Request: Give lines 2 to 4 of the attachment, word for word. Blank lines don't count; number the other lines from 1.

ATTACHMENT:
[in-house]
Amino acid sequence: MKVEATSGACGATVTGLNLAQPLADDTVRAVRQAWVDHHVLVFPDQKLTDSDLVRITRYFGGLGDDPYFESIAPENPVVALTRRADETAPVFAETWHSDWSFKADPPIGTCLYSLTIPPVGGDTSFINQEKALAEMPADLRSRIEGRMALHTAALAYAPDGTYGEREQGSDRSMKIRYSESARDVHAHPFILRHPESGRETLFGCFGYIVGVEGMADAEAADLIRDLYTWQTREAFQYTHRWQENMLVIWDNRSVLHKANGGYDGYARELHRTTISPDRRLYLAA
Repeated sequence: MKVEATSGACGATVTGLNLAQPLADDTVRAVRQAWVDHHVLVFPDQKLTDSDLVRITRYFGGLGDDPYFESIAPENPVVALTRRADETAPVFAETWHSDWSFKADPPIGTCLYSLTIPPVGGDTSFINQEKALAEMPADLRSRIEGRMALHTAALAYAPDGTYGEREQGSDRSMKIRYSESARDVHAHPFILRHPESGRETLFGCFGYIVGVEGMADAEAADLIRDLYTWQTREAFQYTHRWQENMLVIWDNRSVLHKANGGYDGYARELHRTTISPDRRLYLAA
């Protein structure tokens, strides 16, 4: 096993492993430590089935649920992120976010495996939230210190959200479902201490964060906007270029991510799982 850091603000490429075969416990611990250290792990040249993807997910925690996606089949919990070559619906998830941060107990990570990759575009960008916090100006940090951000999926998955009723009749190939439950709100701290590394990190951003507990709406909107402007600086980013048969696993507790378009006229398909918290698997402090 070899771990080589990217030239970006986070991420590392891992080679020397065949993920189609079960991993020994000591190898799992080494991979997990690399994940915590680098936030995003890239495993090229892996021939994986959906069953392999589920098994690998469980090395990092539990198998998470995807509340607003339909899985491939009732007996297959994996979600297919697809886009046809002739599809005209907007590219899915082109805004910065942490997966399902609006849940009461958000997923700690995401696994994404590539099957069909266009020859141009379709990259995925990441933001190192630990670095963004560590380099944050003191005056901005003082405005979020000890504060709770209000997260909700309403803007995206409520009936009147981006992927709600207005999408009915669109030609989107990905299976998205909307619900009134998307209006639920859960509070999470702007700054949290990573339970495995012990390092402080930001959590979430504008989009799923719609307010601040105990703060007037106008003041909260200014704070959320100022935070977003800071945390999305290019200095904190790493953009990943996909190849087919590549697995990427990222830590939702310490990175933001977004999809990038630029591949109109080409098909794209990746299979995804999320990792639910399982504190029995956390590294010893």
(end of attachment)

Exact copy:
Amino acid sequence: MKVEATSGACGATVTGLNLAQPLADDTVRAVRQAWVDHHVLVFPDQKLTDSDLVRITRYFGGLGDDPYFESIAPENPVVALTRRADETAPVFAETWHSDWSFKADPPIGTCLYSLTIPPVGGDTSFINQEKALAEMPADLRSRIEGRMALHTAALAYAPDGTYGEREQGSDRSMKIRYSESARDVHAHPFILRHPESGRETLFGCFGYIVGVEGMADAEAADLIRDLYTWQTREAFQYTHRWQENMLVIWDNRSVLHKANGGYDGYARELHRTTISPDRRLYLAA
Repeated sequence: MKVEATSGACGATVTGLNLAQPLADDTVRAVRQAWVDHHVLVFPDQKLTDSDLVRITRYFGGLGDDPYFESIAPENPVVALTRRADETAPVFAETWHSDWSFKADPPIGTCLYSLTIPPVGGDTSFINQEKALAEMPADLRSRIEGRMALHTAALAYAPDGTYGEREQGSDRSMKIRYSESARDVHAHPFILRHPESGRETLFGCFGYIVGVEGMADAEAADLIRDLYTWQTREAFQYTHRWQENMLVIWDNRSVLHKANGGYDGYARELHRTTISPDRRLYLAA
């Protein structure tokens, strides 16, 4: 096993492993430590089935649920992120976010495996939230210190959200479902201490964060906007270029991510799982 850091603000490429075969416990611990250290792990040249993807997910925690996606089949919990070559619906998830941060107990990570990759575009960008916090100006940090951000999926998955009723009749190939439950709100701290590394990190951003507990709406909107402007600086980013048969696993507790378009006229398909918290698997402090 070899771990080589990217030239970006986070991420590392891992080679020397065949993920189609079960991993020994000591190898799992080494991979997990690399994940915590680098936030995003890239495993090229892996021939994986959906069953392999589920098994690998469980090395990092539990198998998470995807509340607003339909899985491939009732007996297959994996979600297919697809886009046809002739599809005209907007590219899915082109805004910065942490997966399902609006849940009461958000997923700690995401696994994404590539099957069909266009020859141009379709990259995925990441933001190192630990670095963004560590380099944050003191005056901005003082405005979020000890504060709770209000997260909700309403803007995206409520009936009147981006992927709600207005999408009915669109030609989107990905299976998205909307619900009134998307209006639920859960509070999470702007700054949290990573339970495995012990390092402080930001959590979430504008989009799923719609307010601040105990703060007037106008003041909260200014704070959320100022935070977003800071945390999305290019200095904190790493953009990943996909190849087919590549697995990427990222830590939702310490990175933001977004999809990038630029591949109109080409098909794209990746299979995804999320990792639910399982504190029995956390590294010893």